Prepared remarks — prepare for anything

When you deliver prepared remarks, do you read them over before you hit the podium?

Longtime readers of this blog know that’s a trick question: Of course you read them beforehand. In fact, you rehearse them beforehand, too.

I recently heard a speaker correct himself in mid-speech. His prepared remarks had him talking about some sort of training program started under his watch. The text had him saying, “To date, we’ve trained X number of people.” But he actually said:

“To date, we’ve trained—well, I haven’t trained anyone; the program has trained…”

It got a laugh from the crowd, but I winced. He clearly hadn’t read through the speech in advance.

Make sure they’re your prepared remarks

Now it wasn’t the worst speech-reading gaffe I’ve ever heard. That prize would have to go to “Uncle Joe” Biden. He may have rehabilitated his reputation somewhat after eight years as Vice President. But to me he’ll always be the clueless pol who, in one of his presidential runs, delivered a stirring speech about his ancestors, their challenges and their joys. Problem was, they weren’t his ancestors. He lifted the speech from a British politician.

Of course, it didn’t take long for the press to out him—even in those dark days before Google.

He said it was unintentional. Really?

Keep your ears open

Prepared remarks represent the speechwriter’s best guess about what you should say at the event. But stuff happens. You have to be aware of your environment, of who’s spoken before you and what they’ve said.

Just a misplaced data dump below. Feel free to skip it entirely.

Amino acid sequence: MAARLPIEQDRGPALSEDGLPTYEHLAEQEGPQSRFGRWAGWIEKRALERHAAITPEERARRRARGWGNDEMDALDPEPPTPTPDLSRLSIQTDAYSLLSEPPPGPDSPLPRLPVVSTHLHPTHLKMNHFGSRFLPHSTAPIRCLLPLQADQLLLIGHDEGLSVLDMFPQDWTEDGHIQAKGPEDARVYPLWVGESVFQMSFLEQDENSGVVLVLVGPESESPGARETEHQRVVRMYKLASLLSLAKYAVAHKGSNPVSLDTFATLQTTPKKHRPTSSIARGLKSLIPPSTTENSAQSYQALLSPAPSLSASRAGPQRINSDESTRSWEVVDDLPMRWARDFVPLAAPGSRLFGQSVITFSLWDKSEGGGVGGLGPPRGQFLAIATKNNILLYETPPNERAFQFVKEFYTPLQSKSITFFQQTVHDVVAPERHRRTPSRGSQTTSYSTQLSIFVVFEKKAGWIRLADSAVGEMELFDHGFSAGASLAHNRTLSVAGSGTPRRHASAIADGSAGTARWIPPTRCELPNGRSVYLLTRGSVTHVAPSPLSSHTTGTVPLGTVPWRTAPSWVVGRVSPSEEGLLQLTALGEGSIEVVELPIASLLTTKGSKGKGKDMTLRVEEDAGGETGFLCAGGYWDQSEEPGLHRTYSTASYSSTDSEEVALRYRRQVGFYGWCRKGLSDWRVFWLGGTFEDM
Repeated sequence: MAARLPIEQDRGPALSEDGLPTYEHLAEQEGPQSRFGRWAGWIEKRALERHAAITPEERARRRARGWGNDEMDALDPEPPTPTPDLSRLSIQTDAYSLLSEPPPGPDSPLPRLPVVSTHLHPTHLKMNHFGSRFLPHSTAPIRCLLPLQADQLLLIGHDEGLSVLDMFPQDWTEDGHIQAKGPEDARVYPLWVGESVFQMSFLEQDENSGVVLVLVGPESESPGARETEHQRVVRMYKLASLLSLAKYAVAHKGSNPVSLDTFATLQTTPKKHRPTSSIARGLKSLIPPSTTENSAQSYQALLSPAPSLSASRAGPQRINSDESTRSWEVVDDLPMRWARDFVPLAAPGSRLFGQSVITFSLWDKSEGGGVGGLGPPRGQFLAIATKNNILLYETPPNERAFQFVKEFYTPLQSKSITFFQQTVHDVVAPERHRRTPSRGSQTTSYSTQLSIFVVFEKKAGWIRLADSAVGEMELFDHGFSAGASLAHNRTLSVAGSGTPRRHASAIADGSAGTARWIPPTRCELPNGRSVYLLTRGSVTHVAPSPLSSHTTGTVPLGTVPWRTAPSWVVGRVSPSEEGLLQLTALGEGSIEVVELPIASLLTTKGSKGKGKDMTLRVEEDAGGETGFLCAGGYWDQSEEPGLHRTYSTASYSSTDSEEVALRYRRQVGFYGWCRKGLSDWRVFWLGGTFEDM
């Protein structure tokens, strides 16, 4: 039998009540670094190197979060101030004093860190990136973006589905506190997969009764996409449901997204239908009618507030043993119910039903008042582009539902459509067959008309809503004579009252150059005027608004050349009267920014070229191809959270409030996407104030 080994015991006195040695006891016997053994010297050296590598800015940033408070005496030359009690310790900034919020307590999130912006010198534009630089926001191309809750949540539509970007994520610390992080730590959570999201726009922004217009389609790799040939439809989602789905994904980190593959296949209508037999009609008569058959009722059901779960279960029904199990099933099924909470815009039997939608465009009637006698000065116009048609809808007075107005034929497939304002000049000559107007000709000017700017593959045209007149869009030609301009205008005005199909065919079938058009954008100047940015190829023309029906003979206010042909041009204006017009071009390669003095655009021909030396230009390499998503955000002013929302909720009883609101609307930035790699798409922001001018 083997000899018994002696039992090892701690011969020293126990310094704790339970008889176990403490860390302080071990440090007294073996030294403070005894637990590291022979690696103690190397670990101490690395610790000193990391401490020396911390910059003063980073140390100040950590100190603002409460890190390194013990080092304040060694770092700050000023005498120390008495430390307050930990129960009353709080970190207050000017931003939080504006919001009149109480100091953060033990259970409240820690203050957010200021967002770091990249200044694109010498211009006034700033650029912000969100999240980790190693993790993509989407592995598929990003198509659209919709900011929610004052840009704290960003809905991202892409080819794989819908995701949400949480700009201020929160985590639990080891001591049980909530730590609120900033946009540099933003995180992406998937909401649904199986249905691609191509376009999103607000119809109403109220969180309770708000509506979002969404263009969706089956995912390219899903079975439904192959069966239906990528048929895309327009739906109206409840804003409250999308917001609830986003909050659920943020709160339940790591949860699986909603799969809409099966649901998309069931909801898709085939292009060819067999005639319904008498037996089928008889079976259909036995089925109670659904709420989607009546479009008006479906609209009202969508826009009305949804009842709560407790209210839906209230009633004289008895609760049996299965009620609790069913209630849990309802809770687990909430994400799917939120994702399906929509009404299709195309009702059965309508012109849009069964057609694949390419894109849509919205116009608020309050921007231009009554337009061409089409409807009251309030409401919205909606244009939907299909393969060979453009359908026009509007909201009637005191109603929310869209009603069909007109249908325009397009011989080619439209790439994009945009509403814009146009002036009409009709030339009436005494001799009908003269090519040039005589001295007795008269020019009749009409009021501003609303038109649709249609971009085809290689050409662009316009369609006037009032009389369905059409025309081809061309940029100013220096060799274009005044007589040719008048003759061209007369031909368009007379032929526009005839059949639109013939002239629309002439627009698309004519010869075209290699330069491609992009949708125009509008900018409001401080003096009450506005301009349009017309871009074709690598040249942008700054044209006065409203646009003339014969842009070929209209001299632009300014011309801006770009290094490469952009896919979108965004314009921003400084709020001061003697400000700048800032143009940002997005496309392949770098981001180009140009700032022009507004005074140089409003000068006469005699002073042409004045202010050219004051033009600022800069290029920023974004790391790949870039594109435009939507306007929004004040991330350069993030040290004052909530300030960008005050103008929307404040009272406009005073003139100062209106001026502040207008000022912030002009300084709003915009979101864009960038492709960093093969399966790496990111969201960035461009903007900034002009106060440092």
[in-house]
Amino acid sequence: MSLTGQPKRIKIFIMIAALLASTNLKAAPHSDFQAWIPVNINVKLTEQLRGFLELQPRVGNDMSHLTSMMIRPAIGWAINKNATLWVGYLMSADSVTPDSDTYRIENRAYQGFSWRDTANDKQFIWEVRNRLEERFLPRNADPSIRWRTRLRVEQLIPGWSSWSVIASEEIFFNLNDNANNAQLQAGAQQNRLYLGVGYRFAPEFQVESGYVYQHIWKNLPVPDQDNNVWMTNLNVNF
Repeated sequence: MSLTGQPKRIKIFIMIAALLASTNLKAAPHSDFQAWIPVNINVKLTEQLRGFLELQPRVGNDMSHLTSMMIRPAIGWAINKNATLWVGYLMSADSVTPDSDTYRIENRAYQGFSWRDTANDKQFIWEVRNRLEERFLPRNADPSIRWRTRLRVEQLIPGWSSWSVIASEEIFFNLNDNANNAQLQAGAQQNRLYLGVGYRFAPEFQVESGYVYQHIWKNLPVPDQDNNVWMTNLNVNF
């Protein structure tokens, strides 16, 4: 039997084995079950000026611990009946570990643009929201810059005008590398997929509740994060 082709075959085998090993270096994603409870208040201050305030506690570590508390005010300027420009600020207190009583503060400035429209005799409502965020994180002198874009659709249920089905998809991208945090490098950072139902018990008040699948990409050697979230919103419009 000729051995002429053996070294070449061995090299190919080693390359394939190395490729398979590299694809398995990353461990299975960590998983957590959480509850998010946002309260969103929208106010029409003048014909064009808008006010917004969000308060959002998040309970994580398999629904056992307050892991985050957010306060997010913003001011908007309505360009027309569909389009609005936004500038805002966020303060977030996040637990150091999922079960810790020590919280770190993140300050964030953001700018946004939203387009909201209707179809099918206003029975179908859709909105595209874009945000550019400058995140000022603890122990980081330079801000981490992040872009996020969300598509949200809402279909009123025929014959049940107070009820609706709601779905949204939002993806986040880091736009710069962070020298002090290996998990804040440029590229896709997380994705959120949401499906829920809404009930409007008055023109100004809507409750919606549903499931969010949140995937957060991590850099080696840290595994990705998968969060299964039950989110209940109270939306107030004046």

I once gave my client a speech that mentioned “rabbit ears” TV antennae as a reference that will outlive its usefulness when the Baby Boomers pass on. Turns out an earlier speaker had used the same metaphor. Staffers alerted my client before he went on and he was able to adjust on the fly, making a joke of it. Awkward situation averted.

The speaker I saw at the women’s business conference this week did not have his wits about him. Or perhaps he hadn’t been paying attention to the introduction, because he bounded to the podium and said,

“Thanks, Ann, for that terrific introduction.”

What’s wrong with that? No, it’s not that he got her name wrong (I actually don’t remember her name, only that he used it). It’s that the “terrific introduction” consisted of—and I quote:

“Our next speaker is the only man here, so let’s give him an enthusiastic welcome.”

Is that what you’d call a “terrific introduction”?

I’d call it about the bare minimum anyone could say. Now, obviously he can’t go out there and say, “Thanks for doing the bare minimum to introduce me.”

But he could have said, “Thanks, Ann.”—surely no one needs a speechwriter to tell them how to say that—and then just skip to the second sentence of his prepared remarks. Which was probably something about how honored he was to be there.

Not honored enough to pay attention to what was going on. But honored enough to have someone write up some remarks for him. Too bad he didn’t read through them beforehand.

Do I really need rehearsal? Really? Frequent Questions

Q: Do I really need rehearsal?